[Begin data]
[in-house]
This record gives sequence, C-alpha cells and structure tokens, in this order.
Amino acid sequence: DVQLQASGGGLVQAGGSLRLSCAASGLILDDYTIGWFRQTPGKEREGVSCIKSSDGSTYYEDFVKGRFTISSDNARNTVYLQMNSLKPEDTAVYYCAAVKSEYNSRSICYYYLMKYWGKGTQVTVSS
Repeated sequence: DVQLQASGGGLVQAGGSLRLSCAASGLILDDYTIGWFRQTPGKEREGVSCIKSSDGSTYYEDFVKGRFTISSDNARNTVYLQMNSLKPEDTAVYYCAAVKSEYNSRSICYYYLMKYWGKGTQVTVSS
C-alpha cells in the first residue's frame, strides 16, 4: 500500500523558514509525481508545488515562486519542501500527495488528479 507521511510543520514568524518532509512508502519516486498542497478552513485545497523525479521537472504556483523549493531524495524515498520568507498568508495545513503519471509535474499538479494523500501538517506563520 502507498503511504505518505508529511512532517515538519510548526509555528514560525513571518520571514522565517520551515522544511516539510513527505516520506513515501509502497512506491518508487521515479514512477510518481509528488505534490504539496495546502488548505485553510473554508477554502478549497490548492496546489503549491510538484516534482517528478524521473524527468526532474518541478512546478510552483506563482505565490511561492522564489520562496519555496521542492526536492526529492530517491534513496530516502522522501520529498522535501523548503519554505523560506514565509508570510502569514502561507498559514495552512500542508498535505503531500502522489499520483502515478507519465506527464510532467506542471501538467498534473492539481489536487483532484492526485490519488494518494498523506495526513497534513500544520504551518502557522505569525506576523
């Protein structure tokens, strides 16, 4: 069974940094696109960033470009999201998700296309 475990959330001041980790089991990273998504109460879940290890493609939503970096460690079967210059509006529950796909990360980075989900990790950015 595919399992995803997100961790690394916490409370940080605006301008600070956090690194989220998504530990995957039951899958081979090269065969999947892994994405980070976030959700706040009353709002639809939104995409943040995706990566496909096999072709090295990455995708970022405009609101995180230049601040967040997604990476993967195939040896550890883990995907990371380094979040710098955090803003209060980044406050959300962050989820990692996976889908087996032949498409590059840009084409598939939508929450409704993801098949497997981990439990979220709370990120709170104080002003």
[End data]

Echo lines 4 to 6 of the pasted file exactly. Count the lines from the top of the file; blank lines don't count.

Repeated sequence: DVQLQASGGGLVQAGGSLRLSCAASGLILDDYTIGWFRQTPGKEREGVSCIKSSDGSTYYEDFVKGRFTISSDNARNTVYLQMNSLKPEDTAVYYCAAVKSEYNSRSICYYYLMKYWGKGTQVTVSS
C-alpha cells in the first residue's frame, strides 16, 4: 500500500523558514509525481508545488515562486519542501500527495488528479 507521511510543520514568524518532509512508502519516486498542497478552513485545497523525479521537472504556483523549493531524495524515498520568507498568508495545513503519471509535474499538479494523500501538517506563520 502507498503511504505518505508529511512532517515538519510548526509555528514560525513571518520571514522565517520551515522544511516539510513527505516520506513515501509502497512506491518508487521515479514512477510518481509528488505534490504539496495546502488548505485553510473554508477554502478549497490548492496546489503549491510538484516534482517528478524521473524527468526532474518541478512546478510552483506563482505565490511561492522564489520562496519555496521542492526536492526529492530517491534513496530516502522522501520529498522535501523548503519554505523560506514565509508570510502569514502561507498559514495552512500542508498535505503531500502522489499520483502515478507519465506527464510532467506542471501538467498534473492539481489536487483532484492526485490519488494518494498523506495526513497534513500544520504551518502557522505569525506576523
């Protein structure tokens, strides 16, 4: 069974940094696109960033470009999201998700296309 475990959330001041980790089991990273998504109460879940290890493609939503970096460690079967210059509006529950796909990360980075989900990790950015 595919399992995803997100961790690394916490409370940080605006301008600070956090690194989220998504530990995957039951899958081979090269065969999947892994994405980070976030959700706040009353709002639809939104995409943040995706990566496909096999072709090295990455995708970022405009609101995180230049601040967040997604990476993967195939040896550890883990995907990371380094979040710098955090803003209060980044406050959300962050989820990692996976889908087996032949498409590059840009084409598939939508929450409704993801098949497997981990439990979220709370990120709170104080002003």